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  2. CDs are used to seeing more than one scene on tape. They're not dumb--they'll see the length of the video and know that there are multiple scenes. They'll only stop watching if they don't think the person is right or good, so, in my opinion, I don't think there's a problem there.

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    1. I wasn't saying that they wouldn't know that there was more to the video, just that I've talked to a lot of casting directors about taped auditions and basically when they have a bunch of taped auditions they click through them ridiculously fast. Like, "Hi my name is" nope too quiet, "Hi, I'm.." not the right look, "Hi this is Natalie" hmm she might work, "I'm sixteen and 5'5. Lola, what are you doing?" nope not our acting style, etc. So just the chances of them ever getting to the second scene are slim. Even if they really like you they won't need to see more. The only time they make it far is if they like you but aren't sure if you could do another emotion so they watch the second scene. But that's more of a cautionary note for people making the videos to make it interesting from the beginning. That's part of the reason why I'm in California now. It's ridiculously hard to get cast through a taped audition. In a live audition they're kind of forced to see the whole thing hahahaha. I totally agree with you though that we should treat this like a real audition and edit the scenes together:)

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  3. I think there definitely need to be two monologues, as it makes it easier for people voting to compare peoples acting. For example, often I think that two or even three people are really good at doing one scene, and I don't know who to vote for, then I will look at the second video as a 'tie-breaker' of sorts. I didn't actually choose #1, but #2 instead. This is mainly because I agree with the cons listed for #1, but also because, while I do think we should be treating every voting cycle video like it will be seen by casting directors, however, they probably will not be watching all of them all the time, as opposed to the voters who will be watching them all the time. This is just personal preference, but as a voter I would like to see the two videos separately. Even taking into account casting directors seeing them, there will still be two takes that both have slates, so I think it would still be okay.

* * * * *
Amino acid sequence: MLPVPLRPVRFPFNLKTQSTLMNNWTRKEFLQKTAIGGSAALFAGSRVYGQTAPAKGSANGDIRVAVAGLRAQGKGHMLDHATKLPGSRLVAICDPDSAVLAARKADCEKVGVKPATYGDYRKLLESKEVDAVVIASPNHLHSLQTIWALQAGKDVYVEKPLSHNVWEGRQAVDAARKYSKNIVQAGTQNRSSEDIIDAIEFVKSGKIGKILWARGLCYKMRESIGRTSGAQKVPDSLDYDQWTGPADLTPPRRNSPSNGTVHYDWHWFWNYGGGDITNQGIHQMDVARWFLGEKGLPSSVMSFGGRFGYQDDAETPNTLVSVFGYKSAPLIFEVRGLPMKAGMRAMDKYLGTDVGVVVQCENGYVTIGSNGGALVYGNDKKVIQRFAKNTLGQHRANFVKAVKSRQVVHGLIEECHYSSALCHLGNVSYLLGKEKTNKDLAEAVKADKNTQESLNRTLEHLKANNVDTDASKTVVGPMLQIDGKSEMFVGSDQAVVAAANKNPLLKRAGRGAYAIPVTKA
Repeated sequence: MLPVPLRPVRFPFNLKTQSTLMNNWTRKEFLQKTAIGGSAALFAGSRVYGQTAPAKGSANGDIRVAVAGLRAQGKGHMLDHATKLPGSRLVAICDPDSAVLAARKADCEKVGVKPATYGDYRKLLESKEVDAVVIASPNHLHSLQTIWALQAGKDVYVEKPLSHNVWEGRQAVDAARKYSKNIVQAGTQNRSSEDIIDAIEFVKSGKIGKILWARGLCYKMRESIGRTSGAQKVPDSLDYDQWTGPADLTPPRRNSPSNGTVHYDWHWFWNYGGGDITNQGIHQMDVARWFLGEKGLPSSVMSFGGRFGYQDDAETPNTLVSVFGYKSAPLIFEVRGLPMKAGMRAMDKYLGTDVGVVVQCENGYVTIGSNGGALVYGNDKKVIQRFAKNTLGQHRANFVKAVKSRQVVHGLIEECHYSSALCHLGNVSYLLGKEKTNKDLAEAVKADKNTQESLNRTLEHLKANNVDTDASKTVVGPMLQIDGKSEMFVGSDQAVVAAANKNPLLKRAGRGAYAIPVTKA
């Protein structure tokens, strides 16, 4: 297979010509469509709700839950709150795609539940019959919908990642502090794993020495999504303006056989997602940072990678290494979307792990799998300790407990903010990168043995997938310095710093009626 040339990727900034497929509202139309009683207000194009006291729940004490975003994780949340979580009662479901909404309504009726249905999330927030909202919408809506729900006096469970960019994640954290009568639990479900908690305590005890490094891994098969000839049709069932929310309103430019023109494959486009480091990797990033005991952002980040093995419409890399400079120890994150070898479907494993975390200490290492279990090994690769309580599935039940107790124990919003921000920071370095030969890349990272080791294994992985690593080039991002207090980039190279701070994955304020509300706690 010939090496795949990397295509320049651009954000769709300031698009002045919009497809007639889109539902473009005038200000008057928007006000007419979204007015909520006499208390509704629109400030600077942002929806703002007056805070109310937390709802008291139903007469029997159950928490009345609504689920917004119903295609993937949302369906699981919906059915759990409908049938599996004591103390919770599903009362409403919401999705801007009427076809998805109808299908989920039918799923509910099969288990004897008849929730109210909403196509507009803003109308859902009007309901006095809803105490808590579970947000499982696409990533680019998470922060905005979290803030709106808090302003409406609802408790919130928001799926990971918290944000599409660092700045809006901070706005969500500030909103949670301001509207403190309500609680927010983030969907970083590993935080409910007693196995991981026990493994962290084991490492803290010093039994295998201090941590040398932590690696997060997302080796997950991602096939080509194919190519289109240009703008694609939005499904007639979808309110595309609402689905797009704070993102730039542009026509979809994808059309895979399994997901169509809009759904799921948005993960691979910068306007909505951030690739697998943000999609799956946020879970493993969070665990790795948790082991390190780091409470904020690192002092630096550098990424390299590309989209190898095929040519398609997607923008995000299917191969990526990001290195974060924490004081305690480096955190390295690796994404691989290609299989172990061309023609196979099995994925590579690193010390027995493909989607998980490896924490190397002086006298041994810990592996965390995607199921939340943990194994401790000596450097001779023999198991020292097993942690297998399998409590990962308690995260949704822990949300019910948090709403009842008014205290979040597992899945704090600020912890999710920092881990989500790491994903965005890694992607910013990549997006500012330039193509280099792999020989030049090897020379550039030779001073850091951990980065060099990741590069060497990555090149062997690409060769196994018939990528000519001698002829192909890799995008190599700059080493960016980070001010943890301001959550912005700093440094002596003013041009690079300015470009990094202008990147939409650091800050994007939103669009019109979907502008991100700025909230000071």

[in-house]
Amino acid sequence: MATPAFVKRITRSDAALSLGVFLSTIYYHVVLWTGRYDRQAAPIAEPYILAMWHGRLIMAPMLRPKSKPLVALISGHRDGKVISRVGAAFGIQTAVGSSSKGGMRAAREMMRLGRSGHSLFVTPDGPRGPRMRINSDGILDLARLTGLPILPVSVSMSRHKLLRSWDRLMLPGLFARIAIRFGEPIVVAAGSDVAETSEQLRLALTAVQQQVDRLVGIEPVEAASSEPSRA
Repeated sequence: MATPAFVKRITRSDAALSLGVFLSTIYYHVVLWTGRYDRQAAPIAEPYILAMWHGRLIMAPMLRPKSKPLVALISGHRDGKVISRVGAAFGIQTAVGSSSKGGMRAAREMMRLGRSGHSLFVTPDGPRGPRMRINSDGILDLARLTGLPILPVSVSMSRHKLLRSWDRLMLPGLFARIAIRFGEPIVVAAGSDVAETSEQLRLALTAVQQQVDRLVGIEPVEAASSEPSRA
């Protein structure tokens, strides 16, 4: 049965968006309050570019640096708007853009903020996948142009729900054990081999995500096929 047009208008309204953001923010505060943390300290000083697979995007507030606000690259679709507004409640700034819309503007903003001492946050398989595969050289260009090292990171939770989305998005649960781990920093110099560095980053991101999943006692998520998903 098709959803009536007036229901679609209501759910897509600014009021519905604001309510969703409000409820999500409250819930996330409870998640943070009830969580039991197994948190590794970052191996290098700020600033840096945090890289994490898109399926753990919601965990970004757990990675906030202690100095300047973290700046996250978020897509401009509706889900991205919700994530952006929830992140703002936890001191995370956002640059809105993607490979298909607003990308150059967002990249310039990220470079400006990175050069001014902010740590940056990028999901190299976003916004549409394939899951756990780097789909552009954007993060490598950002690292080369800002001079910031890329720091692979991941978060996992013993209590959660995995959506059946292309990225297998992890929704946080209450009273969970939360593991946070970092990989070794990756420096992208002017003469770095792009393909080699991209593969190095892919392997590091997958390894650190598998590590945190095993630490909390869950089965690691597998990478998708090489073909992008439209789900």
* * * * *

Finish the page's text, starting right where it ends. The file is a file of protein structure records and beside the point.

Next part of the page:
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  4. I think that the first option looks the most professional - the first thing you do when you get an agent is create a reel with all of your previous works.

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  5. I think that option 1 would be the most professional, but I don't know if it would work for everybody because of editing/importing problems. A lot of us know how to video edit, but there are probably those who don't know. Option 3 is pretty good, but I think that getting to see two different takes is helpful in deciding whether that person is fit for the character or not. So I'd say Option 2. (Although I voted Option 3 in the voting poll...oops.) I like how there's slates required. I always thought that having a slate would make it more realistic.